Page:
Tuesday, April 5, 2011

Evidence: Policy that Focuses on Results Gets Results

In 1999, Maryland established eight Child Well-being Results to capture and quantify the quality of life for children and families in the state. These eight results for child well-being reflect the priorities of the Children‘s Cabinet and the Governor:
  • Babies Born Healthy;
  • Healthy Children;
  • Children Enter School Ready to Learn;
  • Children Successful in School;
  • Children Completing School;
  • Children Safe in their Families and Communities;
  • Stable and Economically Independent Families; and
  • Communities that Support Family Life.
In 2000 the Children's Cabinet identified Children Enter School as a priority result, at that time only 49 percent of children were ready for school on day one. Then the Children's Cabinet established six specific goals with 25 strategies to improve the rate and created an immediate action plan to build public support. Steps included adding a school readiness committee of the Children’s Cabinet, focusing on parental involvement, expanding early care and education services, and addressing credentialing and compensation of child care staff.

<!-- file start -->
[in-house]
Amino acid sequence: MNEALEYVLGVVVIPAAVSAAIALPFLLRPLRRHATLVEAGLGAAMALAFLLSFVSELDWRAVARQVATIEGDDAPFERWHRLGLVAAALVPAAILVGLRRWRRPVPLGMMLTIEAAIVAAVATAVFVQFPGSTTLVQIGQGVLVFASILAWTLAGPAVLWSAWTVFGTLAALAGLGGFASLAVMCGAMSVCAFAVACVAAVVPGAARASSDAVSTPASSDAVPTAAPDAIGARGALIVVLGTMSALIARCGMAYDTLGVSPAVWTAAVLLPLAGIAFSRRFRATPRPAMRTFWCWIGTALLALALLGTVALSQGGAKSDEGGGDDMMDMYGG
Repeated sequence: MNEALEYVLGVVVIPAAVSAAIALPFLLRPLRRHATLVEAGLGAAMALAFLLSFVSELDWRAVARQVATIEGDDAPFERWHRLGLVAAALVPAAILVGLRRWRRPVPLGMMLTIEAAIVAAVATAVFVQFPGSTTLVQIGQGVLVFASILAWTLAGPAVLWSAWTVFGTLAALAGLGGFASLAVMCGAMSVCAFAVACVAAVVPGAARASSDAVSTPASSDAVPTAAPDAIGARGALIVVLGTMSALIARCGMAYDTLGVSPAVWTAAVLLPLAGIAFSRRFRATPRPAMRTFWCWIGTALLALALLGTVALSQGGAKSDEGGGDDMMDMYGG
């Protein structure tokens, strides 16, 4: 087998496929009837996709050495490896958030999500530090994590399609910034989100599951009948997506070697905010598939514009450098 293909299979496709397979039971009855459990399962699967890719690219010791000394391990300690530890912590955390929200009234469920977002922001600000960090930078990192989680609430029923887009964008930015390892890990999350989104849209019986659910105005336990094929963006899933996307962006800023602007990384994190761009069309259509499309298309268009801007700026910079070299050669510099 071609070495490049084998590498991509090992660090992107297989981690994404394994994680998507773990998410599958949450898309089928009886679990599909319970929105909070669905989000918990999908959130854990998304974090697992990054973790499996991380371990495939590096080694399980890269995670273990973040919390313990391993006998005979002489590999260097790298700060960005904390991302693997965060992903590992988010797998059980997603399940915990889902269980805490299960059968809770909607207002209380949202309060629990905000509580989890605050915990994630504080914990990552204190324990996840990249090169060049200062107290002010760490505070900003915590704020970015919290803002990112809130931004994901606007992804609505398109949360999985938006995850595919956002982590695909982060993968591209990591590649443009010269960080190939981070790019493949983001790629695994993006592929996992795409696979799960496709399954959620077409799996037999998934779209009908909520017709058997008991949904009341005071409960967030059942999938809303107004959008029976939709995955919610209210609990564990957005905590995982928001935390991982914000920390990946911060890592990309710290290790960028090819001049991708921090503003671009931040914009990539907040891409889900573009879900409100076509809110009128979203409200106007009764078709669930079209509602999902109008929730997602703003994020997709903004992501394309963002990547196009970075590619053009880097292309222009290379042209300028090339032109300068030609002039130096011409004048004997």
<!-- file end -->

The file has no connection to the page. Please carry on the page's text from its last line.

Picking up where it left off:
This week Maryland issued its annual report on the progress towards Children Enter School Ready to Learn, announcing that remarkable progress has been made:

  • 81% of all children entered school ready to learn in 2010, up 32 points since 2000
  • 76% of African-American children are fully school-ready, up from 37% in 2001-2002  
  • The percentage of kindergarteners from low-income households who are fully school-ready rose from 34% in 2001-2002  to 73% in 2010-2011.
    For an issue brief or policies to support early academic success and guidance on establishing results-based policy in your state.

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